Hume's solution to the problem of the finite or infinite divisibility of time leads him to attribute to duration as continuance in time only the status of a fiction. This fictional duration generates a series of fictions. These are of two kinds, The one alternating with and giving rise to the other in an inevitable progression and giving to our perceptions the ontological structure which the world has for all vulgar belief.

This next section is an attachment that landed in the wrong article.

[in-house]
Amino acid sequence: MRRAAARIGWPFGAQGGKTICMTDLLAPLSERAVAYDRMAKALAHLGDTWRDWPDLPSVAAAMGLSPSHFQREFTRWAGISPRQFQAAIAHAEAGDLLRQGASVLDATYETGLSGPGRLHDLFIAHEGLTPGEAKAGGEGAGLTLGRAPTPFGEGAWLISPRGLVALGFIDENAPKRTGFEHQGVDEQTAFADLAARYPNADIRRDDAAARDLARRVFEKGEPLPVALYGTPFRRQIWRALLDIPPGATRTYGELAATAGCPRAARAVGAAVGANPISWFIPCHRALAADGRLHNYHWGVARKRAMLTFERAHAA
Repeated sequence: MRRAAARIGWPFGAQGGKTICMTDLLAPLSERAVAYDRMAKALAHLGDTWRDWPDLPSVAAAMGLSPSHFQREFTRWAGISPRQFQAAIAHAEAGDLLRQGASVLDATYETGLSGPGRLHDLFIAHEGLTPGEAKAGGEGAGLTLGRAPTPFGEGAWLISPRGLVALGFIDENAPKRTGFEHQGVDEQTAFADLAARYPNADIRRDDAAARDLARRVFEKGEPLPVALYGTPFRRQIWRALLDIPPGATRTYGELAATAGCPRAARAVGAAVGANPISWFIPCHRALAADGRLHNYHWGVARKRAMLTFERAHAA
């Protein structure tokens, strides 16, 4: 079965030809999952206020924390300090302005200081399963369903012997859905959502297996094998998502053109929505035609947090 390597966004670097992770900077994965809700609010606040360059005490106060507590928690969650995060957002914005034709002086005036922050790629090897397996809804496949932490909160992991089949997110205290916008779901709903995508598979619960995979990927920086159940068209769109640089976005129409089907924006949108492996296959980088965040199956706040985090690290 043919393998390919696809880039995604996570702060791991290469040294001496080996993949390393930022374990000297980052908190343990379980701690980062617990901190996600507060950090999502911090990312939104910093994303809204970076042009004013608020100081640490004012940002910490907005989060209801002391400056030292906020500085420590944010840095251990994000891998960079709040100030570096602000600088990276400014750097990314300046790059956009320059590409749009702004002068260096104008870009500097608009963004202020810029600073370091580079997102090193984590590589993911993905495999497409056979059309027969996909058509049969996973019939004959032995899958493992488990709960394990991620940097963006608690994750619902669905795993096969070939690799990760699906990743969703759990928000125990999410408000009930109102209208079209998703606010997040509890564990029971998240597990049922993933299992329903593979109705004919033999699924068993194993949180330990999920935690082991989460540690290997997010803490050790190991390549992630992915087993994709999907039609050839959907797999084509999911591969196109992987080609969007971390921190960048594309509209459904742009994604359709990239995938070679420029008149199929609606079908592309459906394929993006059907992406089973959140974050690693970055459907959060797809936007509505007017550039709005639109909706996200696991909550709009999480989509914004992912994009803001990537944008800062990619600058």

The author looks to "deep structures" or "submerged" models to give insight into Malebranche's thought. He finds two such models: the traditional model of "substance," according to which things are organized in a hierarchy of genera and species, and the model of "number" which emerged in the seventeenth century, and in accordance with which relations are manipulated to establish further relations. The two archetypal concepts, the one old, the other new, create a tension in many areas of thought. This tension (...) is examined first as it occurs in Descartes. With Malebranche the polarity becomes even more evident. The concept of number is at the base primarily of his epistemology and theory of science, that of substance primarily in his metaphysics and theology. The two spheres are however mutually affecting. Arithmetic and algebra provide Malebranche with "the true logic that serves to discover truth and produce in the mind all the extension of which it is capable." Algebra is "the most fruitful and certain of all sciences... with it the mind is capable of knowing all that can be known with certitude and evidence." Accordingly truths will be of the sort found in the relations typified in algebra as opposed to the subject-predicate relation appropriate to an ontology of substances generically conceived. Malebranche's "ideas," taken ontologically, are viewed by him as substantive entities. Epistemologically, however, they have the nature of relations of magnitude. "The order of truths as relations between ideas was equally," says Hobart, "an order of ideas that were themselves relations--in the same way that the relations between numbers were in effect relations between relations 'compounded to infinity'." The traditional concept of substance to which Hobart refers is primarily Platonic, for he says that in accordance with it, "The world of forms... is the truest and hence the most real, contrasting with the perceptible world in which things are not so perfect. This conception of reality enabled and indeed required the gradations of perfection from the perceptible and imperfect to the real and perfect, those infinite qualitative gradations that comprised the existence and plenitude of the great chain of being." Malebranche's attitude to this is seen by the author to be ambiguous. On the one hand, under the influence of the mathematical and relational way of conceiving truth, a true relation is both real and existent, and a false one neither real nor existent. Hence instead of thinking of reality in terms of gradations of qualities, it is taken simply as the existent, and therefore as merely disjunctive with the non-existent. Nothing can be predicated of the non-existent. At the same time Malebranche wants to retain the gradations of perfection. Thus he says, "But one can distinguish in God two kinds of truths or relations: relations of magnitude and relations of perfection," the latter being assigned to the realm of the practical and moral. The final chapter entitled "The Conflict between 'Substance' and 'Number'" is concerned with how this conflict affected Malebranche's understanding of the relation between science and religion. The conflict is described as occurring within the concepts of infinity, necessity and being in their relation to the divine nature. Finally there is the question of the relation of reason and faith, and here Hobart finds that a dual sense of faith and a dual sense of reason compete with one another in Malebranche's thought. This book is a subtle and novel treatment of the great Oratorian.--Robert McRae, University of Toronto. (shrink)